Appeal from a decision of the Workers' Compensation Board, filed June 23, 2009, which ruled that claimant sustained a compensable injury and awarded workers' compensation benefits.
The opinion of the court was delivered by: Rose, J.
Calendar Date: November 16, 2010
Before: Mercure, J.P., Peters, Rose, Malone Jr. and Garry, JJ.
Claimant, a child support investigator, filed for workers' compensation benefits alleging that work-related stress caused her anxiety, migraine headaches, hypertension and insomnia. The employer controverted the claim. At the prehearing conference, however, the Workers' Compensation Law Judge held that the employer waived its defenses due to its failure to file a prehearing conference statement pursuant to 12 NYCRR 300.38 (f) (4). Viewing the question of whether the claim was compensable under Workers' Compensation Law § 2 (7) as a defense that should have been raised in the prehearing conference statement, the Worker's Compensation Law Judge established the claim. The Workers' Compensation Board affirmed and the employer and its workers' compensation carrier (hereinafter collectively referred to as the employer) appeal.
Claimant had the initial burden of showing that she sustained a work-related injury, even though the employer waived its defenses (see e.g. Matter of Nwoko v City of New York, 29 AD3d 1070, 1071 ; Matter of Lumia v City of N.Y., Off. of Queens Borough President, 21 AD3d 600, 601 ). To establish a claim for injury due to work-related stress, claimant was required to show that the stress she experienced was greater than that which other similarly situated workers experienced in the normal work environment (see Matter of Parrinello v New York City Tr. Auth., 47 AD3d 980, 981 ; Matter of Bottieri v Travelers Ins., 309 AD2d 1100, 1101-1102 ; Matter of Ford v Unity House of Troy, 292 AD2d 717, 718 , lv denied 98 NY2d 610 ). The medical reports submitted by claimant establish that she experienced work-induced stress, but do not offer any basis upon which to conclude that she experienced greater stress than other similarly situated workers. Contrary to the claimant's characterization, neither the C-3 form nor the C-4 form state that she was subjected to harassment. As the determination that claimant sustained a compensable injury is not supported by substantial evidence, the matter must be remitted to the Board for further development of the record on this issue (see Matter of McLean v Amsterdam Nursing Home, 72 AD3d 1309, 1311 ; Matter of Moore v Ogden Allied, 284 AD2d 624, 626-627 ). Finally, as claimant is required to establish the compensable nature of her injury regardless of the employer's waiver of its defenses, we need not address the employer's challenge to the applicable regulation.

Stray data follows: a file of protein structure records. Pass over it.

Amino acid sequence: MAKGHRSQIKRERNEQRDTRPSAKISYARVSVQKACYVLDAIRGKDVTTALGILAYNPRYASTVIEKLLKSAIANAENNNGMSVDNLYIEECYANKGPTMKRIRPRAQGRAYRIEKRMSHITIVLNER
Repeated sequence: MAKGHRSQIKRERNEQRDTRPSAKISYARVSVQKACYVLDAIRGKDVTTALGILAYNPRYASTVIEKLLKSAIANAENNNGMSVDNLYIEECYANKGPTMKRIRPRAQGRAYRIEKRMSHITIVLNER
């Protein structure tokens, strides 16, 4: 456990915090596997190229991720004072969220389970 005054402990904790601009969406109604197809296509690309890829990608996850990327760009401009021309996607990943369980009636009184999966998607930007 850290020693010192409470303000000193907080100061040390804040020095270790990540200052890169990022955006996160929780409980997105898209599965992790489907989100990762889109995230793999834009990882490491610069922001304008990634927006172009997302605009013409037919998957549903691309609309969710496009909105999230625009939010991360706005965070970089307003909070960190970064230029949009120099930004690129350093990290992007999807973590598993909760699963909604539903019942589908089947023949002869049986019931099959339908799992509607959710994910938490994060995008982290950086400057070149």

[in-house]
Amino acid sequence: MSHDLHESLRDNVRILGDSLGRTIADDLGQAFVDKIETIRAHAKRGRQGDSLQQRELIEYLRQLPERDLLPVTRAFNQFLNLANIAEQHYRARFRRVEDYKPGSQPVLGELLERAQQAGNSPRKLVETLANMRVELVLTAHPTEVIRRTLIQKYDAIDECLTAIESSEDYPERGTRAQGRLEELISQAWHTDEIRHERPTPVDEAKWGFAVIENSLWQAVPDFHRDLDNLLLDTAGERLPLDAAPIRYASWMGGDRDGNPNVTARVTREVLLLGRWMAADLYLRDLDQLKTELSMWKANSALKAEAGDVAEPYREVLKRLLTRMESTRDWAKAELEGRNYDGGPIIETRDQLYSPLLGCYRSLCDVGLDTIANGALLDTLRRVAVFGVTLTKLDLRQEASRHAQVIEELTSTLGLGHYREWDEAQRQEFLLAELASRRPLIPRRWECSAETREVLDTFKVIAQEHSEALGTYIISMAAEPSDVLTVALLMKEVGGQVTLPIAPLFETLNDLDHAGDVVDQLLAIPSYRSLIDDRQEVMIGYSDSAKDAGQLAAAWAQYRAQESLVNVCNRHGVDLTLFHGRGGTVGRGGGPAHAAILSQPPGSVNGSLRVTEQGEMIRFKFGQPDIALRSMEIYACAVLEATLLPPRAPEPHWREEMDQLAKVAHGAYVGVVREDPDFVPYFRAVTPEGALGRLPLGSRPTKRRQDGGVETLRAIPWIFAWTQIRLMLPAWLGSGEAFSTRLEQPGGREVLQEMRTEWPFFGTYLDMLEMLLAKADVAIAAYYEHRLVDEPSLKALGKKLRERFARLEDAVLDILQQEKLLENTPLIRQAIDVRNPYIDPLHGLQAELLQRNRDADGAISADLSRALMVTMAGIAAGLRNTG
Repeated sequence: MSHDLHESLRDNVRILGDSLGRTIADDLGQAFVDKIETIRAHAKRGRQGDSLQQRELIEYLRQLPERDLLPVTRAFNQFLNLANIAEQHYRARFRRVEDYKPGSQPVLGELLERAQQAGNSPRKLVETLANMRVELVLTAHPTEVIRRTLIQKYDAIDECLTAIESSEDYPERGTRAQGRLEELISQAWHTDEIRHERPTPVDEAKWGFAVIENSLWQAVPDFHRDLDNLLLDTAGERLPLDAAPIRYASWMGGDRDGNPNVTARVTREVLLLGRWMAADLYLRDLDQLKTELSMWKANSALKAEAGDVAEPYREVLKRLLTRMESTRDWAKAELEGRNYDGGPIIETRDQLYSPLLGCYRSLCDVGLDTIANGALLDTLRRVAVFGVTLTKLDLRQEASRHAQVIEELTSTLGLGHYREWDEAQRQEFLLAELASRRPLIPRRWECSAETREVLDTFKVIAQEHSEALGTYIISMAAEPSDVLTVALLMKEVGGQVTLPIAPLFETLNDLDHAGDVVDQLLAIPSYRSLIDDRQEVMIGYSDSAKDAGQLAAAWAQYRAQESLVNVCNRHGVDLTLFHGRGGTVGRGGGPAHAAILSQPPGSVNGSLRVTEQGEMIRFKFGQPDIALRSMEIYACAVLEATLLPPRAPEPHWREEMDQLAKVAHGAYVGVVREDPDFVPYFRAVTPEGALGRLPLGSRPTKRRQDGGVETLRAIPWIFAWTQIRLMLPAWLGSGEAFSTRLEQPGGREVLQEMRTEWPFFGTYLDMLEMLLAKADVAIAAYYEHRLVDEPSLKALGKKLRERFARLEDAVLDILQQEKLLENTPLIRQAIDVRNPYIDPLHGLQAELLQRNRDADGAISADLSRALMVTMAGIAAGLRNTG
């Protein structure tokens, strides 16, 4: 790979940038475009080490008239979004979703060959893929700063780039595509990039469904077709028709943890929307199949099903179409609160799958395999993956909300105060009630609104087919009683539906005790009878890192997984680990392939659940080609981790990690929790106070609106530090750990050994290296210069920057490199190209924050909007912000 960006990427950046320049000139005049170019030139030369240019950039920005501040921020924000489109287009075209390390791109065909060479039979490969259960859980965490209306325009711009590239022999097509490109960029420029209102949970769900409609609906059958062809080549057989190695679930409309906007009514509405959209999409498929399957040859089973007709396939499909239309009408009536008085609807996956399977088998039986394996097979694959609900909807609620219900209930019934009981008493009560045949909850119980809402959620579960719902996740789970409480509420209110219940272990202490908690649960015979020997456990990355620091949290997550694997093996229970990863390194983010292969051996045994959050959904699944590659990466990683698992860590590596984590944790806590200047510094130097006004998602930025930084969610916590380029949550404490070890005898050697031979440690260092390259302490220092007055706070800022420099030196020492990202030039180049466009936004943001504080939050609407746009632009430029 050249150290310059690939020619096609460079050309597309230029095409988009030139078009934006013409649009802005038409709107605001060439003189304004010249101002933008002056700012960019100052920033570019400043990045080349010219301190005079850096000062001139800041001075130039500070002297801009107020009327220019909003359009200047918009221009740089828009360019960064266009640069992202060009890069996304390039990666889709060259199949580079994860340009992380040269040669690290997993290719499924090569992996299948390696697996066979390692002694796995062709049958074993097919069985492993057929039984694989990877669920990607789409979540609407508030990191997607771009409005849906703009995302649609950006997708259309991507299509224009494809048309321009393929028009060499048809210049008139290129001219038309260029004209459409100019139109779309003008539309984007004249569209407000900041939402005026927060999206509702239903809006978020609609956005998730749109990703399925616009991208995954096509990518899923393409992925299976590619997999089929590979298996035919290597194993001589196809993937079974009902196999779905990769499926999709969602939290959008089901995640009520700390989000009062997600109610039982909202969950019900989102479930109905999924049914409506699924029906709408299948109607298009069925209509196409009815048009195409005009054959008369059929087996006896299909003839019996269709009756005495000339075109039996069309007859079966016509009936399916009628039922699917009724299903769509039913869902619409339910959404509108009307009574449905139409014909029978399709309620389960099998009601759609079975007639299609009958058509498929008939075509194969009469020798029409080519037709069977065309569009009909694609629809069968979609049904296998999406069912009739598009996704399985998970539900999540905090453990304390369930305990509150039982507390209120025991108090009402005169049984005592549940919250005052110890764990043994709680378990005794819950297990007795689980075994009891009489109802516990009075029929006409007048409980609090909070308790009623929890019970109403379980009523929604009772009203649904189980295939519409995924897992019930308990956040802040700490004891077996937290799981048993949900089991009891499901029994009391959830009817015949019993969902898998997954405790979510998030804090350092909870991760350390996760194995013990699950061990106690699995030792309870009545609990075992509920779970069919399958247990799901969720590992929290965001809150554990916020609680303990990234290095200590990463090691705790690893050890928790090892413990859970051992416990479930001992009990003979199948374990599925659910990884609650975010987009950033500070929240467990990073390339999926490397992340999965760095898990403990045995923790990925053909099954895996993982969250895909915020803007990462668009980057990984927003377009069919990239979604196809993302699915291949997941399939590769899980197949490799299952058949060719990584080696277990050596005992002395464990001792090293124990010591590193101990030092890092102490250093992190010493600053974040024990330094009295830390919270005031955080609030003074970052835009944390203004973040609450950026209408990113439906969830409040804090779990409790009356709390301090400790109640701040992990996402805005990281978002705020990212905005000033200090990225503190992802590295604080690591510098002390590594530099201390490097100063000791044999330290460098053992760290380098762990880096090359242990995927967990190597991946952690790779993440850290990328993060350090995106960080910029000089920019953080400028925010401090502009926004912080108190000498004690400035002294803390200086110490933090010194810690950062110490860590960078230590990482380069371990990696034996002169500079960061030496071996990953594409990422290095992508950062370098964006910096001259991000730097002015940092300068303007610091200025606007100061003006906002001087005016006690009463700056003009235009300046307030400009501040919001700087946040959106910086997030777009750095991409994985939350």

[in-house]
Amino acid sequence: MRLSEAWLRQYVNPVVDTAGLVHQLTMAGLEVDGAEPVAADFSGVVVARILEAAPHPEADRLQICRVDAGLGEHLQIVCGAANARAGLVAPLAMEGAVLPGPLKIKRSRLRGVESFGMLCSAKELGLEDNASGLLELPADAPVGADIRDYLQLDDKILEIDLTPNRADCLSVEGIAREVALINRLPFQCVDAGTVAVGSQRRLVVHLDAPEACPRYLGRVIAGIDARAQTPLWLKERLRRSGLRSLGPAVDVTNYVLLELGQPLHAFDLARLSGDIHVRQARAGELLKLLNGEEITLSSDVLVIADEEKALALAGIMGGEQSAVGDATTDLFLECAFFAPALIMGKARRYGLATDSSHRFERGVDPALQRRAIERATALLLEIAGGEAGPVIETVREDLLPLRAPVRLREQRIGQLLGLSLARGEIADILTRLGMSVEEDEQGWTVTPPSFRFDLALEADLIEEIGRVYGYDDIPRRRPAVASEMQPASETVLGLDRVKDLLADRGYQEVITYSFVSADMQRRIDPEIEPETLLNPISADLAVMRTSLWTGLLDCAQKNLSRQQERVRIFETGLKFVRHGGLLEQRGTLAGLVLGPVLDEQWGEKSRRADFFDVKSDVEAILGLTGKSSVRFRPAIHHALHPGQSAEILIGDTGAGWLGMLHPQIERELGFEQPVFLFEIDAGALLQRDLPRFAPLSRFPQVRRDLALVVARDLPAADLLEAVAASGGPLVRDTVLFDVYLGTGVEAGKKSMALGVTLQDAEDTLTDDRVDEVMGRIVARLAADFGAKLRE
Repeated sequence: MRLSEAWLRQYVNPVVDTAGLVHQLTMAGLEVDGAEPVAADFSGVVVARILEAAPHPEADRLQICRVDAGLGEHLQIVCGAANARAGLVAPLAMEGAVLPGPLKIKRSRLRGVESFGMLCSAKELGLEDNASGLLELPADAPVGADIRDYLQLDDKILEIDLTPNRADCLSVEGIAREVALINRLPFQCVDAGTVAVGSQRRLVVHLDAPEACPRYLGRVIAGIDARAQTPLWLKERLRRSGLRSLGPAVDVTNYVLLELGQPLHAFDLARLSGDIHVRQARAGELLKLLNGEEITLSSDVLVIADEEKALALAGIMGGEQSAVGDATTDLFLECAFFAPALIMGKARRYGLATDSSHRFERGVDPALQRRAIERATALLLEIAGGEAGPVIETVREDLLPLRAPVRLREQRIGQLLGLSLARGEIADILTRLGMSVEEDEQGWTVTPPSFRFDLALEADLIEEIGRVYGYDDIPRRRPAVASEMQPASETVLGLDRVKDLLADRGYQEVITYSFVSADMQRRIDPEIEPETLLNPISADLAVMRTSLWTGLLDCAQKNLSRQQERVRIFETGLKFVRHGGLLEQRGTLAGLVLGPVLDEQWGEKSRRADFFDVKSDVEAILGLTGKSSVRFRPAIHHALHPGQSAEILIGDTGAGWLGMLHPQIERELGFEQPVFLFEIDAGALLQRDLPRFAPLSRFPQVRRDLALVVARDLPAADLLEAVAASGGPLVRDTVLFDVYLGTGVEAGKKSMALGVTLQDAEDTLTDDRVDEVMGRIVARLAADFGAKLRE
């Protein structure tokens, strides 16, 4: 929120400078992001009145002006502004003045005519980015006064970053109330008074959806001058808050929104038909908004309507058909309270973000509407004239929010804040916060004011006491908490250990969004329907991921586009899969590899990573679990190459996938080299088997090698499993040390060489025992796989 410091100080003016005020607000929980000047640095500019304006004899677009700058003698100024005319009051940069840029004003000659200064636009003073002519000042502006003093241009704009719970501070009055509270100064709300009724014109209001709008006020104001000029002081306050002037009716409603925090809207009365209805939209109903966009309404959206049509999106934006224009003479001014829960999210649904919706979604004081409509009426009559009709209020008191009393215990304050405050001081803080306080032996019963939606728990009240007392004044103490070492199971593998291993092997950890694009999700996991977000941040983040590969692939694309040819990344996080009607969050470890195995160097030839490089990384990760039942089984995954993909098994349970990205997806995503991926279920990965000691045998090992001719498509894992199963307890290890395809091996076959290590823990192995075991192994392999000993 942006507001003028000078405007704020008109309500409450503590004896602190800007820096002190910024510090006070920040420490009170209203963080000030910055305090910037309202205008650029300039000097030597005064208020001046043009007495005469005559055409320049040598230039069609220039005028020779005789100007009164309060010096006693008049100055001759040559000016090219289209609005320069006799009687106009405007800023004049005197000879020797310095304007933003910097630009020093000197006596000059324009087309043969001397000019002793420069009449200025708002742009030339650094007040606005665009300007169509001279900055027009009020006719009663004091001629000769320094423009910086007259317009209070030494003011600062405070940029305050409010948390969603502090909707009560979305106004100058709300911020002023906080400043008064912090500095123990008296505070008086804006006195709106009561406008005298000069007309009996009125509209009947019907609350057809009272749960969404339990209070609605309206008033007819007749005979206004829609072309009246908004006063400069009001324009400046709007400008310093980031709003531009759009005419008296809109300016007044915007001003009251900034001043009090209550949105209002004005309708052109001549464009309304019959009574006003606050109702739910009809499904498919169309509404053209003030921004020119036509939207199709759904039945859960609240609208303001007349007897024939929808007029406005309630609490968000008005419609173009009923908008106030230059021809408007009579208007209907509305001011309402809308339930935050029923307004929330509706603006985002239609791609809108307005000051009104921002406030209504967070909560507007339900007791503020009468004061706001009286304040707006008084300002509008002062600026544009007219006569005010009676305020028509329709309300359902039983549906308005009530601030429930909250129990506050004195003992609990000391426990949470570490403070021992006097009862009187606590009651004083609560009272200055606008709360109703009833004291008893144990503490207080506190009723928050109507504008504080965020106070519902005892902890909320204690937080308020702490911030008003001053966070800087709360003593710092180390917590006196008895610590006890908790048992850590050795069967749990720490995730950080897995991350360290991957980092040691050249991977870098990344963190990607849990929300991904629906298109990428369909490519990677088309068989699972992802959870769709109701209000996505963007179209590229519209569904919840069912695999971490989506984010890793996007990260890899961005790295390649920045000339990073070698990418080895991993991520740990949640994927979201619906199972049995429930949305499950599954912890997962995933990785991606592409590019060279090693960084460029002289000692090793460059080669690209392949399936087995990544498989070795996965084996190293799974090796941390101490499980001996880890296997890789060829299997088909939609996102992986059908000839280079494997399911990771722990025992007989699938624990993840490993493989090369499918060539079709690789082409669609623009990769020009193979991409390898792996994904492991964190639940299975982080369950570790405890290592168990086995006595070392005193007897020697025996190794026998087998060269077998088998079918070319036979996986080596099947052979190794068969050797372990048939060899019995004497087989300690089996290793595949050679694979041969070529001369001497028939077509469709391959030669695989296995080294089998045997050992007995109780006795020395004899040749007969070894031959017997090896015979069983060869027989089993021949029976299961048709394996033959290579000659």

Mercure, J.P., Peters, Malone Jr. and Garry, JJ., concur.
ORDERED that the decision is reversed, without costs, and matter remitted to the Workers' Compensation Board for further proceedings not inconsistent with this Court's decision.
Robert D. Mayberger Clerk of the Court
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